To say that the enTourage eDGe dualbook is “just an e-reader with a bolted-on netbook” (or vice versa) is to pretty dramatically miss the entire point of this thing. The eDGe exists in a category all by itself, because it does an awful lot more than just an e-reader or just a netbook. As a unique product, there are a couple of unfortunate shortcomings, but on the whole the dualbook represents an exciting glimpse at new ways to access and use technology and content. Devin pooh-poohed the eDGe recently, but I’m pretty excited about it.
The enTourage eDGe is a functional, easy-to-use device that currently defies formal classification. It’s primarily going to be useful to academics and people who spend a lot of time in books, but need more convenience than that offered by separate e-book reader and laptop. It has some warts, but offers surprising value in a first-generation device.
The left half of the eDGe is the e-reader.
- 9.7 inch display
- 1200 x 825 pixels
- uses e-Ink® technology
- touch-sensitive, allowing for handwritten notes or sketches
The right half of the eDGe is an Android-powered touchscreen netbook.
- 10.1 inch display
- 1024 x 600 pixels
- includes an audio recorder to capture lectures for later playback or sharing
- has a video camera to record still images or movies as MP4s or 3GP files
- can toggle between landscape and portrait orientation
The whole package:
- two USB ports for connecting peripherals, one SD card slot
- one USB port to connect your eDGe to your computer as a removable device
- WiFi and Bluetooth
- user-replaceable battery
- MSRP $499
- e-ink display makes reading e-books extremely easy on the eyes
- touchscreen notebook is easy to use
- good battery life
- powered by Android!
- Slow boot time
- no access to Android marketplace, currently
- hard-to-use eDGe bookstore, currently
My fourteen minute video above shows some of the neat features of this new device.
At three-ish pounds, the weight of the unit is not too bad. The construction is fair, but frankly it doesn’t feel quite as rugged as I would like. The two halves do not lock in any way — neither mechanical nor magnetic — so when it’s “closed” it pops open just a little bit. The hinges are not loose, though, so it’s not like the eDGe flips open in the same way a real book does: you need to actually open it.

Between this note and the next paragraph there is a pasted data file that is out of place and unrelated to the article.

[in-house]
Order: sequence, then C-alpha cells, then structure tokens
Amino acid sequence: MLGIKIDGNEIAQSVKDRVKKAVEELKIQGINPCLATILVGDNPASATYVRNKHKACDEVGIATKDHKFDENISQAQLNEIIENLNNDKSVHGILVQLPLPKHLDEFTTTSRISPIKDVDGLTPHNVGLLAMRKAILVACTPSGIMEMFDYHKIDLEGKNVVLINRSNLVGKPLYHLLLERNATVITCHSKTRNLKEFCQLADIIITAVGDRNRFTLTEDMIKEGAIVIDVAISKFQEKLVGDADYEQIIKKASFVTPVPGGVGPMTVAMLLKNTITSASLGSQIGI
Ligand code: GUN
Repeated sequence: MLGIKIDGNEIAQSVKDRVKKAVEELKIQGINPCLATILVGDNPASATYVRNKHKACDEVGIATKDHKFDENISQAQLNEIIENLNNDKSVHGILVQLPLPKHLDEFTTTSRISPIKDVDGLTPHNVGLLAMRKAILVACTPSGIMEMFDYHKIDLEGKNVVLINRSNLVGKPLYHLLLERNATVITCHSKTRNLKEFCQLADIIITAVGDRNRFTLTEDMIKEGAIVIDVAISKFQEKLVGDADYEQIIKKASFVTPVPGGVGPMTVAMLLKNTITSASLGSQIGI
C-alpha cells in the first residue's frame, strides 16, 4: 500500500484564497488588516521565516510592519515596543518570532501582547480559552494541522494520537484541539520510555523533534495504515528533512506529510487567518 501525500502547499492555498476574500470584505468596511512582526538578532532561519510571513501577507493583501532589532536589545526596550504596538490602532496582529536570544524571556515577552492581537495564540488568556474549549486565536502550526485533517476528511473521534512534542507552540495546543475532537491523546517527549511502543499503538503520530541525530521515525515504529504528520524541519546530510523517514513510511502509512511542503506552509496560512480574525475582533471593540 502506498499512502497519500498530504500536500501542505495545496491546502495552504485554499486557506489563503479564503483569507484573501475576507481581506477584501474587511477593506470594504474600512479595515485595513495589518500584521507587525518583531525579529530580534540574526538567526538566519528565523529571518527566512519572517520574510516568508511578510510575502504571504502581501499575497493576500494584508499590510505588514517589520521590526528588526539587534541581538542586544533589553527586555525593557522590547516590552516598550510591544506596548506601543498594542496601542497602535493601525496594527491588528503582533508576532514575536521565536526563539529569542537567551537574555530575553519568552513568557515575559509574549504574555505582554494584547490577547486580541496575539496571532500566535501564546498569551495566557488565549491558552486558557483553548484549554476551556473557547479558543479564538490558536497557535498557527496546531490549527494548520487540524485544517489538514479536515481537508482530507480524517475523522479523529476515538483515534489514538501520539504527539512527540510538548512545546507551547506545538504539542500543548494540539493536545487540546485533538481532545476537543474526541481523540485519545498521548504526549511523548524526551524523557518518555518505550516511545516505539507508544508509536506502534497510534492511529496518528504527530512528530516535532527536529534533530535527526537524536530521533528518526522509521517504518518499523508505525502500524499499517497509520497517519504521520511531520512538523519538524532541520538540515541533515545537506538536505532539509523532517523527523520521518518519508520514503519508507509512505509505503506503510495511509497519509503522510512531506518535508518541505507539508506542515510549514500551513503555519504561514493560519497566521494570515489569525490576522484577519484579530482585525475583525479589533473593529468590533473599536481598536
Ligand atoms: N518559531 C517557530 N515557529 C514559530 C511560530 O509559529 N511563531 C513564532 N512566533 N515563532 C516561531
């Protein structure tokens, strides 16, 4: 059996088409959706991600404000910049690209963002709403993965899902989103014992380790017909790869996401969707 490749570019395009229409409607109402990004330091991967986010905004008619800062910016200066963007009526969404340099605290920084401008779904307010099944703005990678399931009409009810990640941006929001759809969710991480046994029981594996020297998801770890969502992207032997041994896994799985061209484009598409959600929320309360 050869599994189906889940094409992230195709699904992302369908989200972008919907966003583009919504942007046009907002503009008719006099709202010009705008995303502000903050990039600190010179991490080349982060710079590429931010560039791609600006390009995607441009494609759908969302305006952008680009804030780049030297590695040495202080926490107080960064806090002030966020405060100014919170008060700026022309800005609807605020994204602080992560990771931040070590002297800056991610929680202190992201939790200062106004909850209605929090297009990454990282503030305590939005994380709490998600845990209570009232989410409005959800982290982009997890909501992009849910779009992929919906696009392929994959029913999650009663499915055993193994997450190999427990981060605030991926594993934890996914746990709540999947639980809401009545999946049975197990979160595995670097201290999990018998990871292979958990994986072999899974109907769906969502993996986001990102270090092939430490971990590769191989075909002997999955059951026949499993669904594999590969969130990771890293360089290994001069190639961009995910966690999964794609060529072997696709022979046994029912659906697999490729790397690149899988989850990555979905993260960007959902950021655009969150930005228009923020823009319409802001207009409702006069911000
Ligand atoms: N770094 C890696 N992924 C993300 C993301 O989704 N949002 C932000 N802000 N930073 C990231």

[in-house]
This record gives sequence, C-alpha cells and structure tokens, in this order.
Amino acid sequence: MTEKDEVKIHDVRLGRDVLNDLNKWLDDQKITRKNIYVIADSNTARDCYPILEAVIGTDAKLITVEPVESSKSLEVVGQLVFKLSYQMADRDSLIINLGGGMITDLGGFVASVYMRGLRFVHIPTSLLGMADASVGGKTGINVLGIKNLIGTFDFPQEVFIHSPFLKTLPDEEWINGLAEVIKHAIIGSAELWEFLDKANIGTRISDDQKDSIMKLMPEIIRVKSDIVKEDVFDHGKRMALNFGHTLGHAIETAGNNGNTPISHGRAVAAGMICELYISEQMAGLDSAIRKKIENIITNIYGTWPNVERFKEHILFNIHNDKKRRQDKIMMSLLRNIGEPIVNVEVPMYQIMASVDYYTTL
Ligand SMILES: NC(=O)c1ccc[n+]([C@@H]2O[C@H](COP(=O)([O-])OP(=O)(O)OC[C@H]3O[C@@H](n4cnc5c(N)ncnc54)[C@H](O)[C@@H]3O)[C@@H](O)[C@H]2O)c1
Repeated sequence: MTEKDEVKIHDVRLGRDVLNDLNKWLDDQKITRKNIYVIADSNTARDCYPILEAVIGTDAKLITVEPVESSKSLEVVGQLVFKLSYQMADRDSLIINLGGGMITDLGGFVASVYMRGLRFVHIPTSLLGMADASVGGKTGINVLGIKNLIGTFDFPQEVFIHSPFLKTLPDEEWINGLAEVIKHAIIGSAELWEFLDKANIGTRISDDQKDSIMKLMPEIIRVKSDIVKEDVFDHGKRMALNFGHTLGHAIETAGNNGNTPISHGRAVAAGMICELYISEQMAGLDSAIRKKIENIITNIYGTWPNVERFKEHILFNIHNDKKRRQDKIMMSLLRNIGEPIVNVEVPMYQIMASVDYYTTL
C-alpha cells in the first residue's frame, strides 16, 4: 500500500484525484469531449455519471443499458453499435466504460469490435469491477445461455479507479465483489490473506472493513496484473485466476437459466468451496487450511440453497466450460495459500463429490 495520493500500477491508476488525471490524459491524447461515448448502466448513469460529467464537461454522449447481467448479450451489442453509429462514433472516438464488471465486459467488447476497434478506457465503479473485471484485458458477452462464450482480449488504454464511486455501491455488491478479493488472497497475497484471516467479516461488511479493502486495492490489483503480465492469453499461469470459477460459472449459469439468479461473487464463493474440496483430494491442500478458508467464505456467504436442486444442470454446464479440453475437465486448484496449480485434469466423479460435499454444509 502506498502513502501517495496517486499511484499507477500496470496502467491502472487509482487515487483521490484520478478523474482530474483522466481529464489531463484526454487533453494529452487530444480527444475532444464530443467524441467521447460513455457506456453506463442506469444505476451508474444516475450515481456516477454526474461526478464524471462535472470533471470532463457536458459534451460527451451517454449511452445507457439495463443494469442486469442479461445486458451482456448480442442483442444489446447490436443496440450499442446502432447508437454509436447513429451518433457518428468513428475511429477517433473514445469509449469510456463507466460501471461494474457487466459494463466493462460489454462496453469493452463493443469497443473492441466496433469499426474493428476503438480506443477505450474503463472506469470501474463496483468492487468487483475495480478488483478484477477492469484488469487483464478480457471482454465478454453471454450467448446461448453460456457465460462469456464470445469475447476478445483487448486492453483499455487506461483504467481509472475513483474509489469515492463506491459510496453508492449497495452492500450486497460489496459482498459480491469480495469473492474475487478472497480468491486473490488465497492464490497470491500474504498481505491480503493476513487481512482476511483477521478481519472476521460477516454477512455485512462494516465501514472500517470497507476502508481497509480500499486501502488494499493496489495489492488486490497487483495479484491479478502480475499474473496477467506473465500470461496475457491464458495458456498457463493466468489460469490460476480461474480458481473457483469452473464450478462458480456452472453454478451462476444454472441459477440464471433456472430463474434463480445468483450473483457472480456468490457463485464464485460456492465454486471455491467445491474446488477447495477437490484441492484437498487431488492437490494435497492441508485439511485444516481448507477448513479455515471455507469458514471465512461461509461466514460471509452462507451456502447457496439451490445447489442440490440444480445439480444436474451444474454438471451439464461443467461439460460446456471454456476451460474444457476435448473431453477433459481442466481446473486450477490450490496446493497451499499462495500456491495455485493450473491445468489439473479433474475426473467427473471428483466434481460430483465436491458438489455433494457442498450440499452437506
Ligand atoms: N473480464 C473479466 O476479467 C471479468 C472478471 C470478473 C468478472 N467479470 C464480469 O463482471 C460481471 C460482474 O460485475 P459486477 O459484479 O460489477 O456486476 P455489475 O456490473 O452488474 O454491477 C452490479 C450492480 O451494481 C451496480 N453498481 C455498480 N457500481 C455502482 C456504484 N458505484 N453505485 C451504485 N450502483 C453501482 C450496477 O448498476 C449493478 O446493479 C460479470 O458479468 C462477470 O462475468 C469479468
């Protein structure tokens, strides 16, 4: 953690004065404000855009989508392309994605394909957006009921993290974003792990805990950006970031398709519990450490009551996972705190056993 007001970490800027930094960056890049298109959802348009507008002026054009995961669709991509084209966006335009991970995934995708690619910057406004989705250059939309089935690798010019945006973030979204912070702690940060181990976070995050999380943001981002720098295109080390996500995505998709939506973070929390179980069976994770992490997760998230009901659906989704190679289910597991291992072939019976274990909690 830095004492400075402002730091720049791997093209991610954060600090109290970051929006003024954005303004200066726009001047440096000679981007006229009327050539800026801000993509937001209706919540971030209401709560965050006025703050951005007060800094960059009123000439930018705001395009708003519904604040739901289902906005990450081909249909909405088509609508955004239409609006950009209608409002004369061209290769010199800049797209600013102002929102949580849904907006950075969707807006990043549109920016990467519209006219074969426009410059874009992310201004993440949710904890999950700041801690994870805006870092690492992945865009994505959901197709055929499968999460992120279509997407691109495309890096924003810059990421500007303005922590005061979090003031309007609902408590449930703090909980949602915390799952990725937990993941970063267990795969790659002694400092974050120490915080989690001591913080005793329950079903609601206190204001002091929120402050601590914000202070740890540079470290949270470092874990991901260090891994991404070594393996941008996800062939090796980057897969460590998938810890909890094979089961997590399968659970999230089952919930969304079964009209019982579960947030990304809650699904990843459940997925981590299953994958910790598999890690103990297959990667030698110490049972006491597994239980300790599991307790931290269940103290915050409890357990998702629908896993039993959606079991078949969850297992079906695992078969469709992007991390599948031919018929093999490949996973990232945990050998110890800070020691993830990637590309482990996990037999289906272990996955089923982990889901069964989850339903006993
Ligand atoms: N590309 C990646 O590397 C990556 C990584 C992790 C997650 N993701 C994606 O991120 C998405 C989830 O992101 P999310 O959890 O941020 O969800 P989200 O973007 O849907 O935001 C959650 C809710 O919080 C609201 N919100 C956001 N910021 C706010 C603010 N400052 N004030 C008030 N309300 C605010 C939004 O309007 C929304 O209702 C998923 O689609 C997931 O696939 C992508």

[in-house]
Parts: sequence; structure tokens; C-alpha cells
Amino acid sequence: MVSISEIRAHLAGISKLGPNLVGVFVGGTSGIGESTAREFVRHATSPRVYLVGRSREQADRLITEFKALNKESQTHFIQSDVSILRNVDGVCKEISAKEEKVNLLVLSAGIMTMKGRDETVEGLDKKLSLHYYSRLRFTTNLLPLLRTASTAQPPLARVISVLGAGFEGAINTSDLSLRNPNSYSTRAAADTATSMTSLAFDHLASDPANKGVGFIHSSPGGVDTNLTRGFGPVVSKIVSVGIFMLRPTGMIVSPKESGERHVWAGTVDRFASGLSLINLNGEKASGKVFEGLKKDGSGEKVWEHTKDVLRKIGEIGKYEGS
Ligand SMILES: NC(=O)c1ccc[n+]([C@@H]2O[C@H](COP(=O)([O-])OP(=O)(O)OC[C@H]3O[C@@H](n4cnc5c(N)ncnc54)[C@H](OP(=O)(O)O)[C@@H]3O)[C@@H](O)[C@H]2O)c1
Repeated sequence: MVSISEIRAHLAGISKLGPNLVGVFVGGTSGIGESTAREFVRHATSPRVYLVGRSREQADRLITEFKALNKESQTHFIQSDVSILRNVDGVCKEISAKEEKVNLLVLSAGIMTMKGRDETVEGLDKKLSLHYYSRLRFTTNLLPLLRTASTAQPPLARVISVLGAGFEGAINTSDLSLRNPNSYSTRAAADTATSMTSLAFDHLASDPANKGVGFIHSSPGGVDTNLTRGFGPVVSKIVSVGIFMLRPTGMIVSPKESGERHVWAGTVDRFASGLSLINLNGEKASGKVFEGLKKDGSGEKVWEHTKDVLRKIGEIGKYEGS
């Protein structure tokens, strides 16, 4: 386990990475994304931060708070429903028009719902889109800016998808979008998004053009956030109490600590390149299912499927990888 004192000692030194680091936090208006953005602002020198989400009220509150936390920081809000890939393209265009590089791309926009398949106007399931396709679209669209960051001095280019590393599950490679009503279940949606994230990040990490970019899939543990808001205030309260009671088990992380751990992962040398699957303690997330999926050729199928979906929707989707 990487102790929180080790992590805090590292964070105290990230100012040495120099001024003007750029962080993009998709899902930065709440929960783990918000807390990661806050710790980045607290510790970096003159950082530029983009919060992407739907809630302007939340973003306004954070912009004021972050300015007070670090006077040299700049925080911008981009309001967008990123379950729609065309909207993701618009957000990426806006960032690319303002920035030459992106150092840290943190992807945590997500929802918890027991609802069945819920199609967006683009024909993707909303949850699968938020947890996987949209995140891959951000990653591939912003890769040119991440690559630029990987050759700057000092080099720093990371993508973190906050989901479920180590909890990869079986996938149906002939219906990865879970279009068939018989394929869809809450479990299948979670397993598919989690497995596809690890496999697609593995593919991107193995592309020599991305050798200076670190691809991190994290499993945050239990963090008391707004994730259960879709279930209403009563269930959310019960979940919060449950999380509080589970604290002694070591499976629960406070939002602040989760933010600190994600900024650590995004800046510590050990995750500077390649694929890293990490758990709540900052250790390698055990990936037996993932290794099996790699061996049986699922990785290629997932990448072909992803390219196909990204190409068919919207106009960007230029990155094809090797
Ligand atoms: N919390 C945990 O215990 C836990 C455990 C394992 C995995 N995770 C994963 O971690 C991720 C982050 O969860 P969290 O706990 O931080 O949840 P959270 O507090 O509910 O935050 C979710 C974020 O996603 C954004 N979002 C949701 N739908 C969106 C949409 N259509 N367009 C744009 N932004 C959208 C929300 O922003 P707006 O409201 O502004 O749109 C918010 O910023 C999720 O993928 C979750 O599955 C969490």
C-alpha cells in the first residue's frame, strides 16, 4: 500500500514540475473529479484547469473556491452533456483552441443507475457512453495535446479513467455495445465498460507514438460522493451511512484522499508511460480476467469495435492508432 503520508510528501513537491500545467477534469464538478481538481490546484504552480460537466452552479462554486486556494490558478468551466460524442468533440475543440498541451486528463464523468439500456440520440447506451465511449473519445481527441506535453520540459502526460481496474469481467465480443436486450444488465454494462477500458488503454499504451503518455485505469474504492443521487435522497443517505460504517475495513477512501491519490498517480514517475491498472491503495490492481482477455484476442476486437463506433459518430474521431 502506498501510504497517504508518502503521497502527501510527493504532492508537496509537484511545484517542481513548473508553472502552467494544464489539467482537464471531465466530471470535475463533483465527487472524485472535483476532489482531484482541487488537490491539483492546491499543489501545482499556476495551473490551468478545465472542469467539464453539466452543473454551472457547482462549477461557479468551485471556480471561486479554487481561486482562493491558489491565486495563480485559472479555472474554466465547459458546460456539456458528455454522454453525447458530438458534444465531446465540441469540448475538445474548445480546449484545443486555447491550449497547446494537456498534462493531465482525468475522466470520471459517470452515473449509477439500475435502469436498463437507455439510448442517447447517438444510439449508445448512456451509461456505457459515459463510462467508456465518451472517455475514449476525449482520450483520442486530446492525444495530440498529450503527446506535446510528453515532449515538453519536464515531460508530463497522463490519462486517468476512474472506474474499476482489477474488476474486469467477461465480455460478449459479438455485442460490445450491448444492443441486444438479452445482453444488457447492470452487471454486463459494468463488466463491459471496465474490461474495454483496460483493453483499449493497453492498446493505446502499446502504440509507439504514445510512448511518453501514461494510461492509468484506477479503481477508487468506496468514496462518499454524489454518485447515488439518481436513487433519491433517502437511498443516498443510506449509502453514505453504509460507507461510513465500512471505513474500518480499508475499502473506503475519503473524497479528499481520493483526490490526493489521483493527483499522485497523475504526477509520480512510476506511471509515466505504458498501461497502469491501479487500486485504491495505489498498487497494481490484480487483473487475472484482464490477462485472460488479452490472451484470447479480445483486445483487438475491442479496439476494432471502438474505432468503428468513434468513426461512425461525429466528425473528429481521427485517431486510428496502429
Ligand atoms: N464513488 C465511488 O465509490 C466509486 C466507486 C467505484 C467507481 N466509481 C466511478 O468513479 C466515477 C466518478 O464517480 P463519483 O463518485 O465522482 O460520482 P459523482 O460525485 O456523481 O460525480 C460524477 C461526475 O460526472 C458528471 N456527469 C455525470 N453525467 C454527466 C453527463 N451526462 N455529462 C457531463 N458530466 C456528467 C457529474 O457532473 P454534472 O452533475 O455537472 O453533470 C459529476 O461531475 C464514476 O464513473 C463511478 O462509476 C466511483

The integration of netbook and e-reader is very well done. Navigating the library on the netbook portion allows you to see your available texts without affecting the currently displayed book. So if you merely want to look up the title of another work in your library without actually leaving your current selection, for example, you can.
Battery life is good, especially if you manually lock the touchscreen portion of the unit: this allows you to use the e-reader portion for considerably longer periods.
The dual-screen and dual-functionality of the dualbook allow for more than just “reading e-books + some other task”, like reading email or taking notes or looking up details on Wikipedia. It allows rich content to be embedded in an e-book that can be accessed on the touchscreen: you can send selections from the e-reader screen to the netbook screen. You can select a portion of the book you’re reading — whether a section of text, or an embedded image — and view it on the netbook screen, with the added ability to zoom in and zoom out. The zoom doesn’t improve the quality, unfortunately, so since most PDFs and e-books drastically compress their images, zooming in merely displays a big jagged image. Hopefully this situation will improve over time, and higher fidelity images will be embedded in e-books.